Solar companies are like other construction companies and can go bankrupt. Solar developers come and go. Businesses go bankrupt for many reasons: The one-man shop owner retires or gets sick, cash flow or financial issues, legal issues or any other reason can hurt a business and force it to close its doors.
What happens to customers?
Once a solar company closes its doors, it also ends the warranty on their workmanship. In some cases, a company can have an insurance or a bond to finish projects. Large companies have special provisions for liability and warranties in bankruptcy proceedings, but small companies don’t have that. The customer can still have access to the warranty of their products (solar panels, inverters, racking etc).
When you select a company to do your solar installation, make sure to select a company with a strong financial record that you think will still be around 5 or 10 years later when the warranty will be needed.
I’ve seen companies offering 20-year warranties, especially in Maryland where there is a lot of competition. I wonder what these warranties are worth.
We’re here with a quote when you need us
We’re called upon to remove solar panels from roofs so the roof can be replaced, then we come out a second time to put the solar system back the way it was. This happens more and more as the solar market matures on the East Coast of America.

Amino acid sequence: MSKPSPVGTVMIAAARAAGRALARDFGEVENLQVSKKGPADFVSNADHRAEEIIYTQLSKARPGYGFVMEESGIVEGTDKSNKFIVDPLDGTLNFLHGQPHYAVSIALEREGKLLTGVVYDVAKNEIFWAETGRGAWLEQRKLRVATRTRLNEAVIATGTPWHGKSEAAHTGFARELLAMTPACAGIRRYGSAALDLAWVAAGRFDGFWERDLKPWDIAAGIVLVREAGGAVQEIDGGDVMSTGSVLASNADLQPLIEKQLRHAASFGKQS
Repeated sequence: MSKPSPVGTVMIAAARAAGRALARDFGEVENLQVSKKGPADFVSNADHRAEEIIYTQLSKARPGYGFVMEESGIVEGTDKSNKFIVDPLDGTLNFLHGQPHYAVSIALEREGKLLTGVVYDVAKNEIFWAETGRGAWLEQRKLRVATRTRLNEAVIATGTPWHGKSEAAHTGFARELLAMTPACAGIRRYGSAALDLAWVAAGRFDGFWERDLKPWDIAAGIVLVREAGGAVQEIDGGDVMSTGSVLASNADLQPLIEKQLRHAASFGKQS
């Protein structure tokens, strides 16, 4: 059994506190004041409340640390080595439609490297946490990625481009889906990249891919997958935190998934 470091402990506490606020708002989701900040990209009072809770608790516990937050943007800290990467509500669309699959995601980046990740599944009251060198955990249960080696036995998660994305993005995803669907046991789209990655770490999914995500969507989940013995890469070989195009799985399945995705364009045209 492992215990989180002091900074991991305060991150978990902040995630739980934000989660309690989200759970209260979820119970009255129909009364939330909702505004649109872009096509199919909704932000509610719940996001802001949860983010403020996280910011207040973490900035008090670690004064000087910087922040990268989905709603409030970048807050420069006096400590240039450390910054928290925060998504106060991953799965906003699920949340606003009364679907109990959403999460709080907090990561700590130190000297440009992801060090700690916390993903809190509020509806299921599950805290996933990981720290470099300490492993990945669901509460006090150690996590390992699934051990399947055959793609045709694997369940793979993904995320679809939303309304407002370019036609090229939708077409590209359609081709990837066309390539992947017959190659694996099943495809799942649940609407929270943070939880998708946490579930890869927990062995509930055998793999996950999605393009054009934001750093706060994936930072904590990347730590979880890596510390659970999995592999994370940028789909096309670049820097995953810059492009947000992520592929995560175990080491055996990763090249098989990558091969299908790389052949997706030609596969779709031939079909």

If you haven’t gone solar yet and are hesitating, read our Guide to Go Solar to help you out.
We’ve been called to do maintenance on a small residential solar system installed by an HVAC company that was still operating in the area, but they simply refused to come out and fix the problem. Once we were on site to help the customer, we had to tell the customer their solar system has never produced a single kWh of power. Make sure to select a company that has experience in this domain.
Reach out to a reputable solar company in your neighborhood and ask them for a quote to do the maintenance. Not every solar company wants to do maintenance, so respect that.